Coating hardness was measured using a Type D durometer. Hardness values are determined by pressing the instrument firmly down on the coating surface. The instrument has a pointed indentor at the bottom that contacts the coating surface and is depressed when the test is performed. The movement of the indentor triggers a dial scale reading from 0 to 100, with 0 indicating a softer surface and 100 a harder surface. Measurements on the tank coatings ranged from 45 to 75, with most readings between 50 and 60.
Three test sections on the first tank, each approximately 2 feet by 2 feet, were prepared by abrasive blast cleaning. The intent was to “sweep blast” the exterior surface and remove the poorly adhered top coating layer. Two areas were prepared near the middle of the tank, where the coating was generally thicker than 30 mils. In both areas, the top coating layer was easily removed, leaving a pock-marked coating layer with nearly bare steel visible in portions of the prepared surface (Fig. 5). The coating that remained was adhered and intact when scraped with a knife, and was uneven or irregular in appearance. Coating thickness measurements generally revealed 10 mils or less of coating remaining.
The third test section was prepared near the end of another tank, where the total coating thickness was typically less than 30 mils. When this area was sweep blasted, little coating was removed compared to the coating removed from the first two test sections. The remaining coating was intact when scraped with a knife and was uneven or irregular in appearance, particularly near the top of the area where more coating had been removed. Coating thickness measurements revealed 20 to 25 mils of coating remaining. Representative samples of the exterior tank coatings were obtained during the visit for laboratory analysis.
Analysis of Problems
Due to the observation of significant voids throughout the coating, the samples were evaluated under a digital microscope. The examination revealed that voids were present throughout coating cross-sections and on the back side of delaminated coating samples.
The voids present throughout the coating layers, the noticeable odor when cutting into the coating, and low hardness readings indicated a likely problem with application or curing of the tank coatings. The coating product data sheet stated that the cured coating should have a minimum durometer hardness value of 70.
The voids were characteristic of “foaming” that can occur when a fast cure (i.e., plural-component) coating is applied at the incorrect ratio of A and B components. Thinning of the coating, which was not recommended (the product data sheet stated “do not thin”), could also have contributed to the problem. The rough textured surface suggested that application may have been by roller, which is allowed but not recommended by the coating manufacturer.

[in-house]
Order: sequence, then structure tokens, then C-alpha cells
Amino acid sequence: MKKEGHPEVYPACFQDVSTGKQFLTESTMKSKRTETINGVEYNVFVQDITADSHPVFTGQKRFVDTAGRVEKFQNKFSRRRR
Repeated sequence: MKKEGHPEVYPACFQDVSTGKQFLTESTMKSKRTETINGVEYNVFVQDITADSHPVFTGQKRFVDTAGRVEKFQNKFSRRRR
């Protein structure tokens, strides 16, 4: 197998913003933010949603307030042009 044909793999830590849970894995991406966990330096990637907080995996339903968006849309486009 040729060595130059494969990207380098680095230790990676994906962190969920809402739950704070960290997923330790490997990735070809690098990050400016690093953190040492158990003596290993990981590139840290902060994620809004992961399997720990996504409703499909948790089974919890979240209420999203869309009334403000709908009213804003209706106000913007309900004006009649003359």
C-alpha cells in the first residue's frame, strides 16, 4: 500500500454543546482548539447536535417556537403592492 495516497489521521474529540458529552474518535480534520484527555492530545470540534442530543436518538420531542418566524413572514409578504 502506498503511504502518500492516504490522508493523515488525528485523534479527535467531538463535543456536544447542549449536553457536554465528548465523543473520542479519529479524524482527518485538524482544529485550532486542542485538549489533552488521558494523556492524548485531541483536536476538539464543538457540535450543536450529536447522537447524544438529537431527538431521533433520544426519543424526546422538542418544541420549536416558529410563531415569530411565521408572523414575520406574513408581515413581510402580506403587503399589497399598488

The consistent separation between coating layers, as revealed by adhesion testing, also indicated that the recoat time may have been exceeded when the top coating layer was applied.
The product data sheet stated that, “a second coat may be applied over the first, if it is applied within the recoat window. Otherwise, roughening of the surface will be necessary to ensure good intercoat adhesion.”
While further laboratory testing could have been performed to verify curing issues or improper mixing, there already appeared to be clear evidence that coating integrity was compromised, based on the relatively poor adhesion and voids present throughout the coating layers. Time constraints on performing coating repairs and placing the tanks into service also limited the extent of laboratory testing.
The preparation of test sections by sweep blasting generally revealed that the top coating layer was easily removed. Although the remaining coating was intact, the coating surface was uneven and irregular. Further examination of photos of the test section surface showed that the remaining coating layer had widespread voids over the surface.
The presence of voids indicated that the existing coating layers, including intact coating that would remain after sweep blasting, would have compromised integrity. Given the criticality of the coating application (underground storage tanks with cathodic protection), there was substantial risk of future coating failure in attempting to sweep blast and overcoat the tanks with a similar coating.
Based on the site evaluation and laboratory results, the existing coatings were recommended to be completely removed by abrasive blast cleaning in accordance with SSPC-SP 10 and replaced with a new 100%-solids polyurethane coating. Application of a new coating was recommended to be in strict accordance with the manufacturer’s recommendations, including by plural-component spray.
Jayson Helsel, P.E., PCS, a senior coatings consultant with KTA-Tator, Inc., manages failure investigations and coatings projects and is involved with coatings surveys and inspection of industrial structures. He holds an MS in chemical engineering from the University of Michigan, is a registered professional engineer, and is a NACE-Certified Coatings Inspector. He has been published in the past inJPCL and in the Journal of Architectural Coatings, which featured his monthly column, “Getting It Right.”
Richard Burgess KTA-Tator, Inc., Series Editor